Bay of Fundy, second chance bear
The desire to travel to New Brunswick on a spring bear hunt started more than 20 years ago when I was assigned the title of “Speaker Coordinator” for the Perth Bible Church Sportsman’s Dinner.
The dinner hosted anywhere from 700 to 900 people in one day and all of the game meat was prepared by the members of the church, it was a great event and I took the responsibility very serious. Jack Douglas of Douglas Archery in Galway told me about a bear hunting lodge in New Brunswick that was very good. Jack always invited me along on the annual hunt but due to work commitments, kids in school, and other reasons, I was never able to go. Jack told the guide at Oak Mountain Lodge Outfitters, Mr. Clarence “Buckaroo” LeBlanc, about the dinner he attends and Buckaroo was generous enough to donate a bear hunt as one of the dinner prizes that year. Jack went to Oak Mountain Lodge Outfitters for 16 years, and every year he got a bear.
Jack always told me about Buckaroo, who wears a large leather hat and jacket that is decorated with feathers, bear claws, bear teeth, and a scrimshawed bear tooth. His leather jacket is well adorned with the testimony of 40 years as a bear guide. Buckaroo has been called the “Dundee of the North” and is a true French-Canadian outdoor guide who is one of the friendliest people you will ever meet.
Unfortunately, once I was able to commit to going this year, my dear friend and archery mentor Jack passed away. However, the hunt must go on, and his spirit was certainly with us. Stories of Jack and his bears, camp cooking, and friendship were told throughout the week at the lodge. The lodge can sleep up to 10, has a full kitchen, TV (for watching the hockey playoffs), all of the amenities needed for a comfortable stay.
The lodge is located between Sussex and Alma, New Brunswick and it’s situated on the edge of deep wilderness and the Bay of Fundy National Park. Alma is a coastal fishing village situated on the Bay of Fundy which has tides up to 55 feet, a Guinness World Record. In a tidal cycle (2X/day), it is reported that anywhere from 115 to 160 billion tonnes of water flow into and out of the bay. The extreme tides and beauty of the national park draw in tourists from all over the world.
Each night, Buckaroo would show us trail cam photos of the bears at the stands so we knew what to expect. Each stand had anywhere from 3 to 6 bears at it so our confidence was high.
The first two days on the stand were windy and wet as the storm that produced tornadoes here, swept through. The swirling winds kept the bears away. On the third day, the weather calmed making for a comfortable six hour sit.
Animals were active and a porcupine, raccoon, red squirrels, goshawks, a broad-winged hawk, ravens, crows, and various songbirds passed through in front of the tree stand. But, no bears came in. My buddy got down from his stand at 9:12 p.m. (they are an hour earlier than us) and the trail cam pic showed three bears at the site at 9:20 p.m., they waited for him to leave. As a result, we were going to new sites that had not been hunted yet.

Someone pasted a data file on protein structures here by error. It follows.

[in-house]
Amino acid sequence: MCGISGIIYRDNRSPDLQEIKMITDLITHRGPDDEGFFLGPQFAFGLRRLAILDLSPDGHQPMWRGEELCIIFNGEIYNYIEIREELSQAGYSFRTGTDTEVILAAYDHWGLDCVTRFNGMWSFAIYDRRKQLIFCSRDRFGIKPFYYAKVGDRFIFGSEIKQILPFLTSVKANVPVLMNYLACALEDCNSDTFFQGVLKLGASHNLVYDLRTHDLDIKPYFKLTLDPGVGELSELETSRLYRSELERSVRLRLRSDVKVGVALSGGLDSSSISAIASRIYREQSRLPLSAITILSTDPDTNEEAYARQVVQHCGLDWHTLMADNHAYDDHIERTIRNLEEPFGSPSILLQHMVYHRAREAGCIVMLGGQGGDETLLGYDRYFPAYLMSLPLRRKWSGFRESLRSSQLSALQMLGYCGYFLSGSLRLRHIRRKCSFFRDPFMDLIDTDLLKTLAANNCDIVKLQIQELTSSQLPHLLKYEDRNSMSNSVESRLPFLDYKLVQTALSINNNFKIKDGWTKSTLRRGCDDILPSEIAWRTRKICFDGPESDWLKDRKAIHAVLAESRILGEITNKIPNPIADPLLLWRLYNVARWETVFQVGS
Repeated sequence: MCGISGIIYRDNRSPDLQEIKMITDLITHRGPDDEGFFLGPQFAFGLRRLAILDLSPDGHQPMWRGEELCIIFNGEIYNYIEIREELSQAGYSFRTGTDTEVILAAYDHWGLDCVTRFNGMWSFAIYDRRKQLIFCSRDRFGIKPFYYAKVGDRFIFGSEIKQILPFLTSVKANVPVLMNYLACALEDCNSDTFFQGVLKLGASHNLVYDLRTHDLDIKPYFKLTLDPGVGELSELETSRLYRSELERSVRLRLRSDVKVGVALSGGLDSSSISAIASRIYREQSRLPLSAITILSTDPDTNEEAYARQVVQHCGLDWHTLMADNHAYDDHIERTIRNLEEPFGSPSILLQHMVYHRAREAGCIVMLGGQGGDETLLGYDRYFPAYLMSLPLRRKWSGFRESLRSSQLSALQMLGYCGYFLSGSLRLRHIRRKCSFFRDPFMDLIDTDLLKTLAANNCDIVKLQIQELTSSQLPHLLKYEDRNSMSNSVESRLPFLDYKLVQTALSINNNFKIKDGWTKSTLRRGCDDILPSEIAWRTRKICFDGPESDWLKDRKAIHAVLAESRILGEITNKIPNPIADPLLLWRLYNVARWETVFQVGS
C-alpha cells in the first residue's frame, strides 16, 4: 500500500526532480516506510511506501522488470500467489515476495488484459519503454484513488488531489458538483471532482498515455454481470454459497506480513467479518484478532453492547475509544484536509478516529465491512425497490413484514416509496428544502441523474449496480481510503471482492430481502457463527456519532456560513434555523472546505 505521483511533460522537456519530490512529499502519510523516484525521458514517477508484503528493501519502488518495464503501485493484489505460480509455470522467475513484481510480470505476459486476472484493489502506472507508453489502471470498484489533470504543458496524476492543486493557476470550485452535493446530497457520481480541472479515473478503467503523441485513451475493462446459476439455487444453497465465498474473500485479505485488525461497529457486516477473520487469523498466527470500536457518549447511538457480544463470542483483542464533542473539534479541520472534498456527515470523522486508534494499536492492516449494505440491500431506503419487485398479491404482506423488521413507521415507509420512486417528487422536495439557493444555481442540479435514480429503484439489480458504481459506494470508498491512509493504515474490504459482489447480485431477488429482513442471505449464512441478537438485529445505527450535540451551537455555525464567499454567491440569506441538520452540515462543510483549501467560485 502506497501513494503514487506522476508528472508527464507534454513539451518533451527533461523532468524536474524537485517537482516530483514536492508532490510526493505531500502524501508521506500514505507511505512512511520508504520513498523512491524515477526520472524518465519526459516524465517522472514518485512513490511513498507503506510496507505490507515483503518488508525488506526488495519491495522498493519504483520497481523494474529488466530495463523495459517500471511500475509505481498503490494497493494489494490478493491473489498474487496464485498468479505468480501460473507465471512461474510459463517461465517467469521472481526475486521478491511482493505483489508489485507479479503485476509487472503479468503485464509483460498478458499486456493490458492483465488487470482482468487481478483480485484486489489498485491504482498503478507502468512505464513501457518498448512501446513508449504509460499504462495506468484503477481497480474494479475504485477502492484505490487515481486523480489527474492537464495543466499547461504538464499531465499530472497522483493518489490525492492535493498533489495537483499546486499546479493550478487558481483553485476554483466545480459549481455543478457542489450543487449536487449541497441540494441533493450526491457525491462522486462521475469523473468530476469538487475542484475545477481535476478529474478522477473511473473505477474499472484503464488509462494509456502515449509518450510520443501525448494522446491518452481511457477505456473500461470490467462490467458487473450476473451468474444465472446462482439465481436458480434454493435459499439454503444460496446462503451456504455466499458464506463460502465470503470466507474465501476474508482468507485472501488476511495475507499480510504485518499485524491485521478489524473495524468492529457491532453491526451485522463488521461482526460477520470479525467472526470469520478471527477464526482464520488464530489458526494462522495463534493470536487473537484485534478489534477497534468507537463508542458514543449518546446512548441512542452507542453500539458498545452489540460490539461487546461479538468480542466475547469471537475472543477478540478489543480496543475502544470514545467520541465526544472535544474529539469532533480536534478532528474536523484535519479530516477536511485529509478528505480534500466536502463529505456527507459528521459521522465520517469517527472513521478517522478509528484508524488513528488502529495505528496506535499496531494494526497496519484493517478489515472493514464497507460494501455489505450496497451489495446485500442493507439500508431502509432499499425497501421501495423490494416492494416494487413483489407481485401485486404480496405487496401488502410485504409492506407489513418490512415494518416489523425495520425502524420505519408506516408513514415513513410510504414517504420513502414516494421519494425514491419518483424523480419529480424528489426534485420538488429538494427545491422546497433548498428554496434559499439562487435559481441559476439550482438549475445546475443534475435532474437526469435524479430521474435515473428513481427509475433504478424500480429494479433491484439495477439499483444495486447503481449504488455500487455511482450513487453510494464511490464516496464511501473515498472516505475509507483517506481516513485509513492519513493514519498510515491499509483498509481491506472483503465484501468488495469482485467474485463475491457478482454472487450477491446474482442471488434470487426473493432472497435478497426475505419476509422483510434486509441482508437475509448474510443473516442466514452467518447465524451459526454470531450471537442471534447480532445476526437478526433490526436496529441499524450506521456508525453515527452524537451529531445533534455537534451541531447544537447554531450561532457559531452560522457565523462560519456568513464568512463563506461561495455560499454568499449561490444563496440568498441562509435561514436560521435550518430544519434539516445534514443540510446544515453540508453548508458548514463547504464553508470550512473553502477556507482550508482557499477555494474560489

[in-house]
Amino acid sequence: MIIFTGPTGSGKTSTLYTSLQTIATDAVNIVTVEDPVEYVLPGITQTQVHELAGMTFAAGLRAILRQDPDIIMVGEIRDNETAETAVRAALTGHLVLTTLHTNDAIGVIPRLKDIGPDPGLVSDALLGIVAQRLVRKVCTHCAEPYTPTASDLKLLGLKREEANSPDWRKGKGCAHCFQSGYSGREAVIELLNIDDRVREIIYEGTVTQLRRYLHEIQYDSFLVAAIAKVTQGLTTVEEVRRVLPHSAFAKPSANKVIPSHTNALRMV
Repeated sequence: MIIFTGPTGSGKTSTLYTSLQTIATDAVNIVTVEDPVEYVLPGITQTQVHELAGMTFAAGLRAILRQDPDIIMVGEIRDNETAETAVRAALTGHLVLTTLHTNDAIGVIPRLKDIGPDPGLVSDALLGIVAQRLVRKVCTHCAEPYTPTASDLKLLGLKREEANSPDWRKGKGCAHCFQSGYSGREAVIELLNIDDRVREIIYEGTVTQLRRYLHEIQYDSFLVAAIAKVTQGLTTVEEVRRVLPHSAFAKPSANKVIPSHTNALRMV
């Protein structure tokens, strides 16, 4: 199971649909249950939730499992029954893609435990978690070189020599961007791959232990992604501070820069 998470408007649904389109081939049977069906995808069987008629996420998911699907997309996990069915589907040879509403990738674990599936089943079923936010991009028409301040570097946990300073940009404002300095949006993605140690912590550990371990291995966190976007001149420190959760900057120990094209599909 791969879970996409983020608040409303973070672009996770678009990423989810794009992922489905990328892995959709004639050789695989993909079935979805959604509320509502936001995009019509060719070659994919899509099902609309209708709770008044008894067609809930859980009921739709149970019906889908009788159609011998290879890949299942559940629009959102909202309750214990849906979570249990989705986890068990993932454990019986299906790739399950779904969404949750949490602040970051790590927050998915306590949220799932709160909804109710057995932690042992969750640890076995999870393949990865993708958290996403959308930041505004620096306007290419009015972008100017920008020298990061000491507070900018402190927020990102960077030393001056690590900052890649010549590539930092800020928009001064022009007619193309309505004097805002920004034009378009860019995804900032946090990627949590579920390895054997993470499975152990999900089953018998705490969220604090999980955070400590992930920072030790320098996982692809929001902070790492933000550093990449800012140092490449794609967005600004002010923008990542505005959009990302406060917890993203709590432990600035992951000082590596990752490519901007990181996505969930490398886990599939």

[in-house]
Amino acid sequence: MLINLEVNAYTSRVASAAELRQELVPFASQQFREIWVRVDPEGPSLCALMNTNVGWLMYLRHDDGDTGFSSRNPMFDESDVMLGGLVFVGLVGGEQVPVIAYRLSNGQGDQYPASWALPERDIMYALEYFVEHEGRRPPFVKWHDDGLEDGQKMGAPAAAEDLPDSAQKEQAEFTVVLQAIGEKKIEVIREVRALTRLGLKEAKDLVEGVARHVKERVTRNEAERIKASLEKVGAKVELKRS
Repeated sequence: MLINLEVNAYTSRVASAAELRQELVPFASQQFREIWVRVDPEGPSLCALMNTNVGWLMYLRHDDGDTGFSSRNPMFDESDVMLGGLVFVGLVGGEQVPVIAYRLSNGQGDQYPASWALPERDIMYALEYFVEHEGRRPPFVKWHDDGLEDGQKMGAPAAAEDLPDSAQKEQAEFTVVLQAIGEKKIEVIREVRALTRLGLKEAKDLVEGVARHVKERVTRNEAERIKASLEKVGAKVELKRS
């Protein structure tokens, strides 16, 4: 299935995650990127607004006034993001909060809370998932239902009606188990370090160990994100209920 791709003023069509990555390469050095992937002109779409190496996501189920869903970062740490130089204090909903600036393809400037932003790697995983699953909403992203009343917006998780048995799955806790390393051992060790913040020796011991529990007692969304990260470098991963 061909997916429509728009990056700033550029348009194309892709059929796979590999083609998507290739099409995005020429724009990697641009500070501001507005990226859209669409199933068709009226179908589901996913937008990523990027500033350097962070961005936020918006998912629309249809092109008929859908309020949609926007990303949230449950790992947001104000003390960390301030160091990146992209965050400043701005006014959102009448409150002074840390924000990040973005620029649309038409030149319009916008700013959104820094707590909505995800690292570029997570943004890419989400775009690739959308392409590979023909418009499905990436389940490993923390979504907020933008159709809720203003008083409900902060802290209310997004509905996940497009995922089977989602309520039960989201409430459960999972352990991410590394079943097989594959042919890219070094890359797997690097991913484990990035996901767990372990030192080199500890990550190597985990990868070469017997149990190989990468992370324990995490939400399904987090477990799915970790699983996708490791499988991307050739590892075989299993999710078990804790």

My new site was the most remote Buckaroo had. It was within a mile of the Bay of Fundy National Park boundary and 8 miles off of paved road. Old logging roads only passable in good weather brought me an old logging landing, from there it was a mile hike to the stand. The tree stand was tucked back in from a small wet clearing and secured to an 8-foot spruce. Fully camouflaged by natural vegetation and dark from the shade of trees, I was almost invisible. After a few hours, a boar came into the greasy bait that was set days ahead of time, but he stayed in the tree line not offering any type of ethical shot with an arrow, so I waited. According to my Garmin watch that tracks many activities including heart rate, my heart rate spiked from 61 bpm to 150 bpm within a second. My shivering legs told me that the adrenalin was pumping at the sight of the bruin. He slowly started to walk off the way he came in so I drew my G5 Quest bow, settled the pin on his vitals and let the arrow fly. The arrow flew under his belly and he jumped up as if stung by a bee and ran off. I figured I had just blew my one chance for a bear with the bow. A clean miss is better than a wounded animal and knowing other bears were in the area, I knocked another arrow. To my surprise, the bear was staring at the arrow on the ground from inside the tree line … he was back! After a few seconds he slowly walked over to the arrow on the ground sniffed it, licked it! and moved into an opening I ranged at 24 yards and he stopped broadside. I once again settled the pin on his vitals, took a deep breath, and let the arrow fly. This time the arrow struck its mark and the G5 Havoc 2 blade expandable did the rest. The odds of a second chance on the same bear is rare, but Jack was watching. I waited an hour to get down out of the stand and start tracking. I picked up the 1st arrow and easily found the broken off part of the second. Just 30 yards away, in the direction the bear ran, I could see a black mound that was my second chance bear.
I highly recommend hunting bear or moose with Oak Mountain Lodge Outfitters and Buckaroo. The lodge is a vacation home and the surrounding area is beautiful. Once my bear was processed and meat packed for coming home, we went into Alma and enjoyed the scenery as well as a fresh lobster, halibut, fried clam, and scallop dinner. You can contact Buckaroo at www.oakmountainlodgeoutfitters.com or call (506) 855-4131.